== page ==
Porting Windows app to MacOS

Discussion in 'Mac Programming' started by Padaung, Jan 10, 2017.

  1. Padaung macrumors 6502

    Padaung

    Joined:
    Jan 22, 2007
    Location:
    UK
    #1
    Hi, I've been developing an event photography application called Imaculum. We made the decision to start development for Windows, but we are having a lot of requests from Mac users for our software too. I am a Mac person myself, and I have to admit I'd love to see our software running on Macs sooner rather than later!

    However, as a small company the cost and time to write the code for Mac is a major hurdle to overcome. I have just found out about a porting option called Codeweavers (which appears to use the WINE project to convert Win apps to Mac), has anyone tried it?

    https://www.codeweavers.com/porting

    For reference, my application is here: http://www.henwig.com
     
  2. keysofanxiety macrumors G3

    keysofanxiety

    Joined:
    Nov 23, 2011
    #2
    I use Crossover, which is a great application by the same company (Codeweavers). I imagine it uses a similar process, so I don't think you'd run into any issues.

    However they will always offer trials and the link you've supplied offers a trial version, so it would be best to give it a whirl and see how it is!
     
  3. Padaung thread starter macrumors 6502

    Padaung

    Joined:
    Jan 22, 2007
    Location:
    UK
    #3
    Trial requested. Thanks for the feedback. I'd not heard of Codeweavers before so I thought it best to ask about it first. Good to hear Crossover is a great application, I hope it works for my Windows app :)
     
  4. okieiam macrumors newbie

    okieiam

    Joined:
    Dec 17, 2016
    #4
    base on Wine? not all feature is supported, have tried in Linux
     
  5. Nermal Moderator

    Nermal

    Staff Member

    Joined:
    Dec 7, 2002
    Location:
    New Zealand
    #5
    While I can't comment on Codeweavers' solution, I'd still like to point out that you should be sure to provide a Mac-like UI. I've seen ported apps that still use, for example, Ctrl-S to save instead of Cmd-S. I've also seen windows with their own menu bars instead of the global one. Make sure that you get this right because getting it wrong is one of the easiest ways to "scare off" potential customers.
     
  6. Pakaku macrumors 68000

    Pakaku

    Joined:
    Aug 29, 2009
    #6
    Honestly, I'd refuse to buy a Wine-wrapped app if I didn't get the Windows version at the same time. Once you get around to a proper Mac port, sure, charging for it would feel okay to me.
     
  7. JoelTheSuperior macrumors 6502

    JoelTheSuperior

    Joined:
    Feb 10, 2014
    Location:
    London, UK
    #7
    Wine wrapping isn't really the best way to go about it.

    If your application works under Wine, that's great and you can mention this to potential customers, but offering a Wine-wrapped version of your program in place of a native port is likely to put customers off your software, since it's unlikely that it's going to run without at least some issues.

    With that said, no harm in trying - if you have some free time try Wineskin and see what happens when you try to run your software under it. Having looked at your YouTube videos for your software it certainly looks like something that could work.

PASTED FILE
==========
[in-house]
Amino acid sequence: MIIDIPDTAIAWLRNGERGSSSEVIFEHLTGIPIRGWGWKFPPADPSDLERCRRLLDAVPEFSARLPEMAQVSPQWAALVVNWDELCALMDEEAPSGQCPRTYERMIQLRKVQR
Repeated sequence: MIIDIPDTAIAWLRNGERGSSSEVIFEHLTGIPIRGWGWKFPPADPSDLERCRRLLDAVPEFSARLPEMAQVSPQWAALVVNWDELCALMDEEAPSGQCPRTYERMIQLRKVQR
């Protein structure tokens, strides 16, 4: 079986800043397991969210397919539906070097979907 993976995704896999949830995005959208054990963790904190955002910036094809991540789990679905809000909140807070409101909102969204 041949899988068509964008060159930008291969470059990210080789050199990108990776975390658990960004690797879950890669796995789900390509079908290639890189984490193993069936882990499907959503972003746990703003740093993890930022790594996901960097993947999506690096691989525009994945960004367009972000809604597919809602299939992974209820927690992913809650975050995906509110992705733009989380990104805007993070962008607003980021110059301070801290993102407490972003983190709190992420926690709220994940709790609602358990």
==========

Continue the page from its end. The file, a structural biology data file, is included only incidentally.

8. Arvin Gao macrumors newbie

    Joined:
    Jan 14, 2017
    #8
    I'm currently having a app on both Windows store and Apple App Store.
    My solution is :
    the main part of the app (business logic, non-UI related code) was developed using C++ . It can be compiled on both platform.
    The UI part was developed separately. Using Swift on Mac, C# on Windows.
    So I think that if your non-UI part code is in the majority and can be done by C++ ,you can try this solution.
     
  9. Madd the Sane macrumors 6502a

    Madd the Sane

    Joined:
    Nov 8, 2010
    Location:
    Utah
    #9
    If you decide to use a library like GTK or Qt, make sure that it still has a Mac-like feel, at least on the Mac versions.

    While not impossible, it can be a bit more tricky to get the same feel that Mac users are used to.
     
  10. Padaung thread starter macrumors 6502

    Padaung

    Joined:
    Jan 22, 2007
    Location:
    UK
    #10

    Nice, thanks for the idea. This seems like a good way to create as much code as possible in a format which can be compiled for either system, and the UI code to be bespoke for each system.
     
  11. KarmaRocket macrumors regular

    KarmaRocket

    Joined:
    Jan 4, 2009
    Location:
    Brooklyn, NY
    #11
    Not sure how far you are in development, but why not use Xamarin/Visual Studio? I assume you're using C#, so you can write your app to both Windows and Mac with a few tweaks for UI etc.
     
  12. 960design macrumors 68030

    Joined:
    Apr 17, 2012
    Location:
    Destin, FL
    #12
    Java used to work well cross platform(my go to 10 years ago)... but in my old age I truly strive for platform specific applications.
     
  13. Padaung thread starter macrumors 6502

    Padaung

    Joined:
    Jan 22, 2007
    Location:
    UK
    #13
    Will look into, thanks.
     

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